Fast non-negative deconvolution for spike train inference from population calcium imaging

Joshua Vogelstein, Adam Packer, Timothy Machado, Tanya Sippy, Baktash Babadi, Rafael Yuste, and Liam Paninski

In press, J. Neurophys.

Fluorescent calcium indicators are becoming increasingly popular as a means for observing the spiking activity of large neuronal populations. Unfortunately, extracting the spike train of each neuron from a raw fluorescence movie is a nontrivial problem. This work presents a fast non-negative deconvolution filter to infer the approximately most likely spike train of each neuron, given the fluorescence observations. This algorithm outperforms optimal linear deconvolution (Wiener filtering) on both simulated and biological data. The performance gains come from restricting the inferred spike trains to be positive (using an interior-point method), unlike the Wiener filter. The algorithm runs in linear time, like the Wiener filter, and is fast enough that even when imaging over 100 neurons simultaneously, inference can be performed on the set of all observed traces faster than real-time. Performing optimal spatial filtering on the images further refines the inferred spike train estimates. Importantly, all the parameters required to perform the inference can be estimated using only the fluorescence data, obviating the need to perform joint electrophysiological and imaging calibration experiments.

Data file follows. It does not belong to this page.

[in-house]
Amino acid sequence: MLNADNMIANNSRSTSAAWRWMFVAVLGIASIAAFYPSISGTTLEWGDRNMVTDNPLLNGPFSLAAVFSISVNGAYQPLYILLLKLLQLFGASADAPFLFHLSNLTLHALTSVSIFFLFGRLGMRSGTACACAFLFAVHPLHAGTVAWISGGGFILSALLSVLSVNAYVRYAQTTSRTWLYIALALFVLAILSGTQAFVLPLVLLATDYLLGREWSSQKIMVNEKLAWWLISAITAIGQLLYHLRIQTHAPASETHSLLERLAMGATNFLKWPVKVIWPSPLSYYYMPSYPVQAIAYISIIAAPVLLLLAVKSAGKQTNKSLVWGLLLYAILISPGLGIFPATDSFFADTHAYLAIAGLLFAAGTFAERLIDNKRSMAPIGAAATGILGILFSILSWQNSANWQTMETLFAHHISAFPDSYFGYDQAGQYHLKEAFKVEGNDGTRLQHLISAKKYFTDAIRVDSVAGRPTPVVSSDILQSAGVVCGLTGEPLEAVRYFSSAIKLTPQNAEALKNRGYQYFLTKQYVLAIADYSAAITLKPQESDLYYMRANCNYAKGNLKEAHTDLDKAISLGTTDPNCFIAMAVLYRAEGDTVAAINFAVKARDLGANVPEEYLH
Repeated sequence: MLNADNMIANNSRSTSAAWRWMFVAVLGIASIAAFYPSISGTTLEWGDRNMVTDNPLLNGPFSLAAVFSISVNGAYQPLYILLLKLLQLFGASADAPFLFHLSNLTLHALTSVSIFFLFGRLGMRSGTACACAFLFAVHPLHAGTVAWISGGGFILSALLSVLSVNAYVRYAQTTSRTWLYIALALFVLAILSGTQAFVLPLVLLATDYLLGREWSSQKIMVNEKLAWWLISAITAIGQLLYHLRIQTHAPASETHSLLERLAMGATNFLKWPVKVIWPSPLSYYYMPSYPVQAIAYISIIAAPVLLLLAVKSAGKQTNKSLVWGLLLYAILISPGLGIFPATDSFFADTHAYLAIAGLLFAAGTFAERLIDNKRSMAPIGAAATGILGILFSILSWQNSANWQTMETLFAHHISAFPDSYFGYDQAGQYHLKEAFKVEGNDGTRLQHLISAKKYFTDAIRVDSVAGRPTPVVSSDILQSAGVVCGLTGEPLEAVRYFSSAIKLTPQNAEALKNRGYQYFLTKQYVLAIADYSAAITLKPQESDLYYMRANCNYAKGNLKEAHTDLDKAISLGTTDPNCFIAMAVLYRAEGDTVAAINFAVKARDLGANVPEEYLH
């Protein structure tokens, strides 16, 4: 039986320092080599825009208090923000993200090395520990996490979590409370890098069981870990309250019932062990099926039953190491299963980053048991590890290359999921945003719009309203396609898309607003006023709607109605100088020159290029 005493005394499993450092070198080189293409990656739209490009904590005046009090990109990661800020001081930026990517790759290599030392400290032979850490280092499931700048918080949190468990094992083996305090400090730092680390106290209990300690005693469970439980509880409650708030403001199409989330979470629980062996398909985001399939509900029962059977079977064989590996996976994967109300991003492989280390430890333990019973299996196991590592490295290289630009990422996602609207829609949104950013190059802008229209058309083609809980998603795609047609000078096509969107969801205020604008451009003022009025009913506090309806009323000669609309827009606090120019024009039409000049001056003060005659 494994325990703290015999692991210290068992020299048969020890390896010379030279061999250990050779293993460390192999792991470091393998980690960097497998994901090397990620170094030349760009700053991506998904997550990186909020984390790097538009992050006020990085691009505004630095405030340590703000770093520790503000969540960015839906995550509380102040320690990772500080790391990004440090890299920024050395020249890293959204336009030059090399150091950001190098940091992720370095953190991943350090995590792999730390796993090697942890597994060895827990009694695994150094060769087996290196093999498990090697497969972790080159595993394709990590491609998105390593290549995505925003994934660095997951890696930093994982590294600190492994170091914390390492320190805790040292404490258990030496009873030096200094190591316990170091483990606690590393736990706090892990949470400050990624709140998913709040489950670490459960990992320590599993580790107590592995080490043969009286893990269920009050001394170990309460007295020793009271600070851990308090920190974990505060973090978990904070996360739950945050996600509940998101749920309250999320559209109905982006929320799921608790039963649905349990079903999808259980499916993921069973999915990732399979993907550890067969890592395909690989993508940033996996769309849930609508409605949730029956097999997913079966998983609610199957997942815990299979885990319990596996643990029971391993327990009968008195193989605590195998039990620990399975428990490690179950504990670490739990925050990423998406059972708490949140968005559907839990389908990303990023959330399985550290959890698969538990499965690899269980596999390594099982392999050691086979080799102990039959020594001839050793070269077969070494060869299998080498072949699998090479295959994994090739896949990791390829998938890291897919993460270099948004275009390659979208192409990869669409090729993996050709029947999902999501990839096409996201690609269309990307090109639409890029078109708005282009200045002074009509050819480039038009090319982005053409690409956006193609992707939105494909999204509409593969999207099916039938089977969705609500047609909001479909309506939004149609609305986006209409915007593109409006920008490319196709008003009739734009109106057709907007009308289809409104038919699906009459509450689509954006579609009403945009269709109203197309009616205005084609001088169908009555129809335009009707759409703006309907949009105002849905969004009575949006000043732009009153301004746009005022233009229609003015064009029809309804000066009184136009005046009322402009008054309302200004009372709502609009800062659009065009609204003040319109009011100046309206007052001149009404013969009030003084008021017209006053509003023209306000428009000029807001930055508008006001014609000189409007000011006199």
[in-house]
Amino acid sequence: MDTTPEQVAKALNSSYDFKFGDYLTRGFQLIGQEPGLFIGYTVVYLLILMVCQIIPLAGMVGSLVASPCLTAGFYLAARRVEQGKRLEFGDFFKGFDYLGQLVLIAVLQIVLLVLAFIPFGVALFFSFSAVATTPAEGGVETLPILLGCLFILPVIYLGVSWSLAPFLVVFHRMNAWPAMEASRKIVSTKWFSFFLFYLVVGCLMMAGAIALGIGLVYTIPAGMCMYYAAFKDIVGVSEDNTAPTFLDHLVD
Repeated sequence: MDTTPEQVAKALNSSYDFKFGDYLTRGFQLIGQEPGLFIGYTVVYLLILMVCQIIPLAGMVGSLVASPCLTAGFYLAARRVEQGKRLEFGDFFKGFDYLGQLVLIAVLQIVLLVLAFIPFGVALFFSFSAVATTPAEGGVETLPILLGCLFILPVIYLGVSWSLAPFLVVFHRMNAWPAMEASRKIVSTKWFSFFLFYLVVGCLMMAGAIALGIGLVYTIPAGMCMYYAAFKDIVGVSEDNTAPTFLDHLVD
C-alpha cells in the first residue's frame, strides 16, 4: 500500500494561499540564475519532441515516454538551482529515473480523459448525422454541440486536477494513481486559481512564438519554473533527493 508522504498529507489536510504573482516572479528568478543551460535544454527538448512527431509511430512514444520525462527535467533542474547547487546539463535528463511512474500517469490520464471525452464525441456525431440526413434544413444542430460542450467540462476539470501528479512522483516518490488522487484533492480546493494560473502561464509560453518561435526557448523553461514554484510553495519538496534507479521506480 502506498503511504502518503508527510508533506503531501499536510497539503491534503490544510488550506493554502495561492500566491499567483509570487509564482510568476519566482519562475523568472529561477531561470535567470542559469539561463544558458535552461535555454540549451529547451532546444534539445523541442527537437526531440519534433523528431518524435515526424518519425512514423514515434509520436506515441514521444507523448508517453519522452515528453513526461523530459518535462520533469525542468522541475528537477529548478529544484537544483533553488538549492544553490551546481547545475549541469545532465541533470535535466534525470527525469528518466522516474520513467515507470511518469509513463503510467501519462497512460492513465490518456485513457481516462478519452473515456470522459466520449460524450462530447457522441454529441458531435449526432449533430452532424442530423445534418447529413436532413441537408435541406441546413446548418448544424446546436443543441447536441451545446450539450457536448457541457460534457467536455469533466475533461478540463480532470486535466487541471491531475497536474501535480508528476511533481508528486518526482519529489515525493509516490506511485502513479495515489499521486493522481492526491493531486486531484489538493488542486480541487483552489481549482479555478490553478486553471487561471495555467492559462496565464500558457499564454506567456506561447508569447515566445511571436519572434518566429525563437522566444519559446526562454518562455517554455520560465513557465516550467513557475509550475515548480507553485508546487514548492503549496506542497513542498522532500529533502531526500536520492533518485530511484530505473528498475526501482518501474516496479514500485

Preprint (pdf, 700K)  |  Liam Paninski's home